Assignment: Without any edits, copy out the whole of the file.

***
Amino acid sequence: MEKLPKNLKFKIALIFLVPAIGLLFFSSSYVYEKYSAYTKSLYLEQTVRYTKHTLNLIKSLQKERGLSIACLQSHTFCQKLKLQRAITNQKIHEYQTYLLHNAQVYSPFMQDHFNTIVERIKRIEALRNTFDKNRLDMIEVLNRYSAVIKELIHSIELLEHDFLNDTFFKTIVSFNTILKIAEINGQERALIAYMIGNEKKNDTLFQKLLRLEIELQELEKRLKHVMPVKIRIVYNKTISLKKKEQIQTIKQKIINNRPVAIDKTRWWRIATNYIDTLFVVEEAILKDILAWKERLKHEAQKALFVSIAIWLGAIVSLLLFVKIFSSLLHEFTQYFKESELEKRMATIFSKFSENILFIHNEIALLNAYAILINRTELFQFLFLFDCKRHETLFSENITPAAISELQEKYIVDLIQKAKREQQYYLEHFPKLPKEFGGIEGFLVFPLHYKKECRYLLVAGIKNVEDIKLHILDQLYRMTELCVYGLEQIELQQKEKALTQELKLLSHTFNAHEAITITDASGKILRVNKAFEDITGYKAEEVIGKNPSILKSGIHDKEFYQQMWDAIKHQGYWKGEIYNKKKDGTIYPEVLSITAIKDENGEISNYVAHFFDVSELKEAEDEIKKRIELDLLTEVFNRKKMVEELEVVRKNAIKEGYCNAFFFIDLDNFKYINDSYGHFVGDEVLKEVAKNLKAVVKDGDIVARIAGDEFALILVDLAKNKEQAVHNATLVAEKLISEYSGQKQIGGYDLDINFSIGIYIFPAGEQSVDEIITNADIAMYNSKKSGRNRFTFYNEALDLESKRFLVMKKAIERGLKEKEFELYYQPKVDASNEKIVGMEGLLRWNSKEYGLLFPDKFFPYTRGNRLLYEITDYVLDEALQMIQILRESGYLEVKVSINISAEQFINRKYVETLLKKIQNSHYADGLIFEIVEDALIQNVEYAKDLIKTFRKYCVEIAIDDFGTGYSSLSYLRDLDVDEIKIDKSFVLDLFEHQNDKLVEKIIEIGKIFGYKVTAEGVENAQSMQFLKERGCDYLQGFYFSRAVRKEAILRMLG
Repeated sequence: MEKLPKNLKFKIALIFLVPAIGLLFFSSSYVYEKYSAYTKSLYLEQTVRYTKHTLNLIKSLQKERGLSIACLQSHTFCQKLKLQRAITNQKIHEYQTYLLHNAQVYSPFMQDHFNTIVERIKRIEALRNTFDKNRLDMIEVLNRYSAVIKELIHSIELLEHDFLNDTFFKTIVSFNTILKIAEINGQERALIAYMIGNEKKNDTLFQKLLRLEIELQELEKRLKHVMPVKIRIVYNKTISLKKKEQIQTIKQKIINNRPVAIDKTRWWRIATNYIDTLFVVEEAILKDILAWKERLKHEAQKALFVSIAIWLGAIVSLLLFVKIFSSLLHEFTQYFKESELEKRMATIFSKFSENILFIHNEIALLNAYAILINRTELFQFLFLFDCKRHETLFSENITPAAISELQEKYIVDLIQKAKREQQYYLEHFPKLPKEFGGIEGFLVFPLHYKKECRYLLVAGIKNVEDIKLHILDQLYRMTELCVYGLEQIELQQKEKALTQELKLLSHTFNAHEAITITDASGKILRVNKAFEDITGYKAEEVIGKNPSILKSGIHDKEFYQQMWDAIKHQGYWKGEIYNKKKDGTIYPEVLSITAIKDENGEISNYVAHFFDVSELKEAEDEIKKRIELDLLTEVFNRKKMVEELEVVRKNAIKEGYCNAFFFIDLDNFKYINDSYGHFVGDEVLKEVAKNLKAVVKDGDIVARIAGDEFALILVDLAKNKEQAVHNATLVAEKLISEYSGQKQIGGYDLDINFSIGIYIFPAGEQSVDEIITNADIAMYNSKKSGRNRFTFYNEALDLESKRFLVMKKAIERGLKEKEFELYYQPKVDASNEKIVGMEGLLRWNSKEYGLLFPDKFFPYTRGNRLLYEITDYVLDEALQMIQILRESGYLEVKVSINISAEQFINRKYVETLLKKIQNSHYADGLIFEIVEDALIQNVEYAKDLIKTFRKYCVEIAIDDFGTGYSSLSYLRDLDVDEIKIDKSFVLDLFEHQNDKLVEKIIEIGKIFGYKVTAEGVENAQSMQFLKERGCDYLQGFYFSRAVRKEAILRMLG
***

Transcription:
Amino acid sequence: MEKLPKNLKFKIALIFLVPAIGLLFFSSSYVYEKYSAYTKSLYLEQTVRYTKHTLNLIKSLQKERGLSIACLQSHTFCQKLKLQRAITNQKIHEYQTYLLHNAQVYSPFMQDHFNTIVERIKRIEALRNTFDKNRLDMIEVLNRYSAVIKELIHSIELLEHDFLNDTFFKTIVSFNTILKIAEINGQERALIAYMIGNEKKNDTLFQKLLRLEIELQELEKRLKHVMPVKIRIVYNKTISLKKKEQIQTIKQKIINNRPVAIDKTRWWRIATNYIDTLFVVEEAILKDILAWKERLKHEAQKALFVSIAIWLGAIVSLLLFVKIFSSLLHEFTQYFKESELEKRMATIFSKFSENILFIHNEIALLNAYAILINRTELFQFLFLFDCKRHETLFSENITPAAISELQEKYIVDLIQKAKREQQYYLEHFPKLPKEFGGIEGFLVFPLHYKKECRYLLVAGIKNVEDIKLHILDQLYRMTELCVYGLEQIELQQKEKALTQELKLLSHTFNAHEAITITDASGKILRVNKAFEDITGYKAEEVIGKNPSILKSGIHDKEFYQQMWDAIKHQGYWKGEIYNKKKDGTIYPEVLSITAIKDENGEISNYVAHFFDVSELKEAEDEIKKRIELDLLTEVFNRKKMVEELEVVRKNAIKEGYCNAFFFIDLDNFKYINDSYGHFVGDEVLKEVAKNLKAVVKDGDIVARIAGDEFALILVDLAKNKEQAVHNATLVAEKLISEYSGQKQIGGYDLDINFSIGIYIFPAGEQSVDEIITNADIAMYNSKKSGRNRFTFYNEALDLESKRFLVMKKAIERGLKEKEFELYYQPKVDASNEKIVGMEGLLRWNSKEYGLLFPDKFFPYTRGNRLLYEITDYVLDEALQMIQILRESGYLEVKVSINISAEQFINRKYVETLLKKIQNSHYADGLIFEIVEDALIQNVEYAKDLIKTFRKYCVEIAIDDFGTGYSSLSYLRDLDVDEIKIDKSFVLDLFEHQNDKLVEKIIEIGKIFGYKVTAEGVENAQSMQFLKERGCDYLQGFYFSRAVRKEAILRMLG
Repeated sequence: MEKLPKNLKFKIALIFLVPAIGLLFFSSSYVYEKYSAYTKSLYLEQTVRYTKHTLNLIKSLQKERGLSIACLQSHTFCQKLKLQRAITNQKIHEYQTYLLHNAQVYSPFMQDHFNTIVERIKRIEALRNTFDKNRLDMIEVLNRYSAVIKELIHSIELLEHDFLNDTFFKTIVSFNTILKIAEINGQERALIAYMIGNEKKNDTLFQKLLRLEIELQELEKRLKHVMPVKIRIVYNKTISLKKKEQIQTIKQKIINNRPVAIDKTRWWRIATNYIDTLFVVEEAILKDILAWKERLKHEAQKALFVSIAIWLGAIVSLLLFVKIFSSLLHEFTQYFKESELEKRMATIFSKFSENILFIHNEIALLNAYAILINRTELFQFLFLFDCKRHETLFSENITPAAISELQEKYIVDLIQKAKREQQYYLEHFPKLPKEFGGIEGFLVFPLHYKKECRYLLVAGIKNVEDIKLHILDQLYRMTELCVYGLEQIELQQKEKALTQELKLLSHTFNAHEAITITDASGKILRVNKAFEDITGYKAEEVIGKNPSILKSGIHDKEFYQQMWDAIKHQGYWKGEIYNKKKDGTIYPEVLSITAIKDENGEISNYVAHFFDVSELKEAEDEIKKRIELDLLTEVFNRKKMVEELEVVRKNAIKEGYCNAFFFIDLDNFKYINDSYGHFVGDEVLKEVAKNLKAVVKDGDIVARIAGDEFALILVDLAKNKEQAVHNATLVAEKLISEYSGQKQIGGYDLDINFSIGIYIFPAGEQSVDEIITNADIAMYNSKKSGRNRFTFYNEALDLESKRFLVMKKAIERGLKEKEFELYYQPKVDASNEKIVGMEGLLRWNSKEYGLLFPDKFFPYTRGNRLLYEITDYVLDEALQMIQILRESGYLEVKVSINISAEQFINRKYVETLLKKIQNSHYADGLIFEIVEDALIQNVEYAKDLIKTFRKYCVEIAIDDFGTGYSSLSYLRDLDVDEIKIDKSFVLDLFEHQNDKLVEKIIEIGKIFGYKVTAEGVENAQSMQFLKERGCDYLQGFYFSRAVRKEAILRMLG